This will output a file called disk.iso that you should copy to /opt/disk.iso on the Zero (I built the image on my laptop as it’s easier to edit files and mkisofs is not installed in the default raspbian image).

This is working well on Linux and Windows, but I’m still getting errors on OSx to do with the file system. It’s not helped by the fact I don’t have a Mac to test on so I end up having to find friends that will let me stick a random but of hardware in to the side of their MacBook.

Once I’ve got the OSx bits sorted out I’ll put together script to build images for anything you want.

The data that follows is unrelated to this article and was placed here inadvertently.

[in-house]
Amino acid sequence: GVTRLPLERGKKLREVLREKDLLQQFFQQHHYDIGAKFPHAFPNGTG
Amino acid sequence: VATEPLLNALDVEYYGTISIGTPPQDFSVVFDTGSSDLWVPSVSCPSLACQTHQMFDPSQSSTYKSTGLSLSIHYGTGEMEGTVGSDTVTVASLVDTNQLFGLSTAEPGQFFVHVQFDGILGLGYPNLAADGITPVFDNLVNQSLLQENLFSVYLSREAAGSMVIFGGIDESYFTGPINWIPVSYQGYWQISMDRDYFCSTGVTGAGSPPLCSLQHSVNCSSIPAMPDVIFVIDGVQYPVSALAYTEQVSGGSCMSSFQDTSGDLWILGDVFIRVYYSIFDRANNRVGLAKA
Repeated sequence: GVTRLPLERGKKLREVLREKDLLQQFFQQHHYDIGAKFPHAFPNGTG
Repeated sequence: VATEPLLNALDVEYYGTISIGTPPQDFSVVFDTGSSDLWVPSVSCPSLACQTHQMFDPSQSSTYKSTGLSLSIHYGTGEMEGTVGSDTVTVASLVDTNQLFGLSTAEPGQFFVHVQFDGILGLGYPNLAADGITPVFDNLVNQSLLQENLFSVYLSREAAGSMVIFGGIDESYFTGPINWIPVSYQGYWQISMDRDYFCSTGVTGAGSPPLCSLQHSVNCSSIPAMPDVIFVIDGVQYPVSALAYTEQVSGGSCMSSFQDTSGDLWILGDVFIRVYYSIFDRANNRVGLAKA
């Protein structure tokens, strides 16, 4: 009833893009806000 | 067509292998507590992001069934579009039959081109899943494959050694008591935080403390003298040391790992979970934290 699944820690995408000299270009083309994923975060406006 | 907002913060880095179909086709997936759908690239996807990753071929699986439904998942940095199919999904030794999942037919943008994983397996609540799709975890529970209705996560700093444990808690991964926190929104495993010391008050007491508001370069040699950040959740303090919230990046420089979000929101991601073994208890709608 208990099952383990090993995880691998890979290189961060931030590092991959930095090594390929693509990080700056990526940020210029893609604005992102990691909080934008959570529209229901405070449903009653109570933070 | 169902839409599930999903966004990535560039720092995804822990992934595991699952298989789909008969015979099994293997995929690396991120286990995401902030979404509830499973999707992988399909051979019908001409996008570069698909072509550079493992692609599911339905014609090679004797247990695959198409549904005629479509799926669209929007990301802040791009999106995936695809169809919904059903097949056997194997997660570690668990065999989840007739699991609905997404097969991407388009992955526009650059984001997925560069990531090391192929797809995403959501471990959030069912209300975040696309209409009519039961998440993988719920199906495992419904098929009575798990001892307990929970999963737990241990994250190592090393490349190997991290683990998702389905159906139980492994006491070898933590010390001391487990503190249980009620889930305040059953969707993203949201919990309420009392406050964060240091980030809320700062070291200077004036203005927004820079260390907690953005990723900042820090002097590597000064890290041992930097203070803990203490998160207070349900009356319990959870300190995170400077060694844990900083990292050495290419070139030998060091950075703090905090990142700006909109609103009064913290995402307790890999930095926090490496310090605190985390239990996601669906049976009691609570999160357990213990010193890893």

So now we have a Pi Zero that should look like a CD-ROM drive and a Network adapter when plugged into pretty much any machine going, it brings the driver information with it for windows, sets up a network connection with a static IP address and a Avahi/Bonjour/mDNS address to access it. I’m planning on using this to set up my Linear Clock on the local WiFi but there are all manner of interesting things that could be done with a device like this. e.g. an offline Certificate Authority, a 2FA token, a Hardware VPN solution or a Web Controllable display device.